10 Strategies for Rebuilding Corporate Value

by Jeffrey A. Wurst

Efficiency is certainly a goal of every business, whether or not it is solvent. Striving for efficiency allows companies to build more effective managerial and financial structures. It increases revenues, reestablishes corporate value, and enables a troubled company to emerge from financial distress.

The problem is that “efficiency” has become a buzzword so ubiquitous that it may seem to have lost much of its meaning. “Improve efficiency” has become the equivalent of a corporate CEO telling the rank and file to enhance corporate value by repeating the mantra, “Just do it.”

Nevertheless, bankruptcy attorneys are often called on to assist struggling businesses enhance value and efficiency and help these companies to obtain fresh starts. The assistance of these professionals becomes necessary because of fundamental problems with the companies. Bankruptcy attorneys are not in a position to cure every problem a company may face, but they can offer advice on improving efficiency.

There are numerous pitfalls in how distressed companies approach the process of repairing their “broken” businesses. Here are 10 strategies that can help these businesses avoid such problems and focus on rebuilding corporate value.

1. Plan Ahead

Before running off to Bankruptcy Court, a company should set a specific course of action. An agenda of what the bankruptcy filing should accomplish and how those goals will be achieved should be prepared. Before a petition commencing a Chapter 11 case is filed, a plan of reorganization should be drafted. Although this first draft is unlikely to be acceptable to a company’s creditors, it serves as a good starting point and will improve the efficiency of the bankruptcy case. Planning a company’s exit from Chapter11 before filing puts a debtor in a better position to reduce the time spent in bankruptcy and minimizes the costs of the process.

2. Seek Help Early

Too often, distressed businesses file Chapter 11 before determining whether the costs and risks associated with the process outweigh other options, such as negotiating an arrangement with creditors outside of court or even closing the company. Business owners are frequently in denial regarding the status of their companies and delay seeking critical assistance.

Often, the result of such a delay is that by the time management accepts that it needs outside help, it is too late to save the company. Management must understand that just as it is appropriate to seek a second opinion on medical advice, it is sound to seek second opinions on business counsel. If a company is not performing as management believes it should, it should seek help promptly before it is too late.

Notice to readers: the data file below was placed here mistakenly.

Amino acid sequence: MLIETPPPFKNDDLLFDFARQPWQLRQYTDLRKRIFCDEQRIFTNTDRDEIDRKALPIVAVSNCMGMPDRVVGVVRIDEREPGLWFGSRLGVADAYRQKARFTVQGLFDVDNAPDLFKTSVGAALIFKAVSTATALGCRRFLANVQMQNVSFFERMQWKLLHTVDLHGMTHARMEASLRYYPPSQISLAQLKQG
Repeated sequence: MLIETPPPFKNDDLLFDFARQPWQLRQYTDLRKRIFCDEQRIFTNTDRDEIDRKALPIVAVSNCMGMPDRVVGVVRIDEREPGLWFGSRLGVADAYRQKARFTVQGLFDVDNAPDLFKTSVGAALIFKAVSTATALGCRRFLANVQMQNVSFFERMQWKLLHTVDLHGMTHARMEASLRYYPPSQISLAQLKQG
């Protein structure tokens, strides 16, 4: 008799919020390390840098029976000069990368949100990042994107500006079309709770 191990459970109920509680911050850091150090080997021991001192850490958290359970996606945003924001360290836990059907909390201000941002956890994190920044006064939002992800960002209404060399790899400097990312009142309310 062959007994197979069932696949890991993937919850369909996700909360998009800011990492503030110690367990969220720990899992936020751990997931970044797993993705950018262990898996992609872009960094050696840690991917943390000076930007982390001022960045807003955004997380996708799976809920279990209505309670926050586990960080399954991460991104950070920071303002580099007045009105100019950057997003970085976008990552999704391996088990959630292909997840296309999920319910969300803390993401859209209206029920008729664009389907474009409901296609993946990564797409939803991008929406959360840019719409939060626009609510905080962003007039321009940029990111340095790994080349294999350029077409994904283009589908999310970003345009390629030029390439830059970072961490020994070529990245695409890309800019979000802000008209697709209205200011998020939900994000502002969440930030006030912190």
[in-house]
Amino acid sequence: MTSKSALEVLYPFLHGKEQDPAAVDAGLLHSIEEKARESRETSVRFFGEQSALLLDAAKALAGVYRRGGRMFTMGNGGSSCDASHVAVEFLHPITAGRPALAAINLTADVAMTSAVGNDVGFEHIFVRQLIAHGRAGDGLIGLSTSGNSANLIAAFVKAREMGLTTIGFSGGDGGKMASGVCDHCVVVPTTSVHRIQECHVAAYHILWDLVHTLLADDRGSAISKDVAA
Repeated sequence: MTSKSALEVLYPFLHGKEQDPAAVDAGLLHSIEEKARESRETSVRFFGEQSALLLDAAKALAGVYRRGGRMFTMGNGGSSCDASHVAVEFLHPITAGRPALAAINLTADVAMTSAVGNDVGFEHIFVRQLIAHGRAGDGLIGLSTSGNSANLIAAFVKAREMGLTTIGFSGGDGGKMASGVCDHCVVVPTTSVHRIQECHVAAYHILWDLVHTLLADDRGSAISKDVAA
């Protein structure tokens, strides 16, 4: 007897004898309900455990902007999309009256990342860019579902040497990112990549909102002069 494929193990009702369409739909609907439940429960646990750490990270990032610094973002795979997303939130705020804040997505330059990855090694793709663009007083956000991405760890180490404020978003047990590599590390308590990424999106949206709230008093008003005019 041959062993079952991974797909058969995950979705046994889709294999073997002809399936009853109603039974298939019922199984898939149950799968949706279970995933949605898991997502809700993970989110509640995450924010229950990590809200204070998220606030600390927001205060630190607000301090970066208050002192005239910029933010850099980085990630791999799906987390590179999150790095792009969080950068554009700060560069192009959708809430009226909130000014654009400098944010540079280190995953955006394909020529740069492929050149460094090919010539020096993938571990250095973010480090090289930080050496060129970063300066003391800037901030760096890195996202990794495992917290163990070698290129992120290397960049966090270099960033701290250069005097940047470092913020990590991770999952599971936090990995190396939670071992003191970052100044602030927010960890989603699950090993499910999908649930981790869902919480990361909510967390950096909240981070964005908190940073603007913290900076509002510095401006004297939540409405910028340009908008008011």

3. Minimize Expenses

Professional fees quickly accumulate over the course of a bankruptcy case. The costs for attorneys, accountants, and others are often a drain on limited resources of the company these professionals are attempting to revitalize. While the services of such professionals are vital in facilitating a recovery, it is crucial that their costs do not outweigh the benefits.

Too often, clients consume enormous amounts of professionals’ time, only to be truly surprised at how costs have escalated. Both the professionals and clients involved must remain sensitive to these issues. While it is important to maintain full and open dialogue between professional and client, it is also important to remember that the dialogue must bring value to the process.

4. Evaluate the Corporate Structure

No aspect of the corporate structure is immune from a complete productivity review, especially the management team. Even if the top executive is the founder of the business, it does not mean the founder’s vision should prevail in the current circumstances.

Effective owner-managers must remain open to the idea of stepping aside if that is best for the company. Similarly, a company must evaluate its employees continually, especially middle managers, to determine if they are truly necessary. Excess payroll is often a key issue that prevents a floundering company from resuscitating.

5. Pick Battles Carefully

A troubled company should fight only those battles that, if successful, result in real gains. For example, why expend resources to challenge a particular creditor’s claim when the overall amount available to divide among creditors is a fixed sum? Often, it is more cost-effective to pay an obligation that a company may not believe it owes because the cost in terms of legal expenses and the potential drain on the business’ resources cannot be justified.